Given the above-mentioned reality-based scenario (one of many more just like it hatching all across the nation), it makes for a compelling argument against the knee-jerk trumpeters seeking to dissolve law enforcement altogether.

Before a second cup of coffee, I analyzed a report out of Alabama, where a push is on to either supplant police with a civilian contingent. Birmingham is retooling its police force, considering police budget reductions, and is using the phrase “violence interruption programs” to launch citizen cadres to walk the streets to quash crimes before they transpire. The Trace reported that these “Street teams, many of them staffed by formerly incarcerated persons, help mediate conflicts between individuals, cliques, and gangs before they turn violent.”

The basic principle comprising these “street teams” will be funded by monies previously allocated to the city police department, essentially affording civilians to do traditional police work. Moreover, at the root of this civilian patrol premise are allegations of rampant racism by the municipal police force. Per The Trace, “Birmingham, the state’s largest city, has a well-documented history of racism in policing as well as perpetually sky-high gun violence that rarely receives national attention.” Well-documented by whom? Extraordinary instances of gun violence ordinarily responded to and investigated by cops will now be addressed by “street teams” comprised of convicted felons? Is “national attention” necessarily helpful? One might suspect the Birmingham tourism bureau may beg to differ.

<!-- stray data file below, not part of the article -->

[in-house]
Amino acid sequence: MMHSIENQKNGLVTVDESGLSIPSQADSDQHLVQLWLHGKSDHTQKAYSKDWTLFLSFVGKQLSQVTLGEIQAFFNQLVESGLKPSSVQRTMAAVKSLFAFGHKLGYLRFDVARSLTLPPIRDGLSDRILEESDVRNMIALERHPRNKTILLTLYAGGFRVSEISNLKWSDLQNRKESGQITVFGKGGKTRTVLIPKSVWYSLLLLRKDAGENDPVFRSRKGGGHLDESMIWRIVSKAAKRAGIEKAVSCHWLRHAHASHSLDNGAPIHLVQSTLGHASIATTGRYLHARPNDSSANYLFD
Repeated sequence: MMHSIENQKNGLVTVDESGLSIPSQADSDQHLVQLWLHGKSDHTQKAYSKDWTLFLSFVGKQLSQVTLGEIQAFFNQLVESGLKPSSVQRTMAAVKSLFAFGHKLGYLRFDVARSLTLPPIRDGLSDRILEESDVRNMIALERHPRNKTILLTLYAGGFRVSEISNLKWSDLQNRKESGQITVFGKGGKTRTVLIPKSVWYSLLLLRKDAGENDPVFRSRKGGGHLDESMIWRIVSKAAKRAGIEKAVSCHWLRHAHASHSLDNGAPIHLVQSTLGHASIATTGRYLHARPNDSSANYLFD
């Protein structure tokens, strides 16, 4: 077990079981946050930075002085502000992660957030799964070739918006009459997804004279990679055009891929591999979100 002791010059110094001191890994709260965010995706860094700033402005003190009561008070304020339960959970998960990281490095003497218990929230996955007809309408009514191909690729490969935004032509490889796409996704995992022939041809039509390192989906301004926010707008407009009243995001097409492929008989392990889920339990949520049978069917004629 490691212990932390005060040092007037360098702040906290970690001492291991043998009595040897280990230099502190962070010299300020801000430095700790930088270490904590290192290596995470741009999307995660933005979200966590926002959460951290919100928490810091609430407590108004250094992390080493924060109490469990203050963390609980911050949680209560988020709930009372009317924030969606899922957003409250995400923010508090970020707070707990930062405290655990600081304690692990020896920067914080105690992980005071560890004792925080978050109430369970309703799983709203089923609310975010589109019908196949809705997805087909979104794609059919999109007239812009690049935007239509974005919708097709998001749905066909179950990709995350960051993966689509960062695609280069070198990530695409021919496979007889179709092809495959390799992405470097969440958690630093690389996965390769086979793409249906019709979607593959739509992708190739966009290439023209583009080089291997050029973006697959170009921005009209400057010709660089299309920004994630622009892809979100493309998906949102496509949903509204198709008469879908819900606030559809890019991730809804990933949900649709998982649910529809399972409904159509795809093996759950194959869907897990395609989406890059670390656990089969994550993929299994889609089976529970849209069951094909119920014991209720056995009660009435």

Albeit just a mere few tidbits of what LEOs are confronting on a daily basis (nothing new at all), this is enough to drive any cop’s mind stark. It would seem the current climate is rife with anti-cop vitriol to the extent police personnel frankly expect to be accosted and ambushed (also not new, only markedly burgeoning lately). What does this do for the police psyche?

With more sips from the coffee mug, I came across a policeman who wrote a telling message after encountering an ostensibly foreboding instance while he was on duty, in his marked patrol vehicle, and parallel to another car loaded with onlookers offering copious amounts of seeming stink eye. Ambush? Another one?

As this cop tells it: “I pull up at the Stop light and a blue minivan pulls next to me. I could feel eyes all over the side of my face. I look to my right and in the driver seat was a brother with short platted braids tattooed from the neck down, who was just staring at me. I looked in the back of the van and saw another brother and two sisters (in the black sense). All looking at me. They weren’t smiling.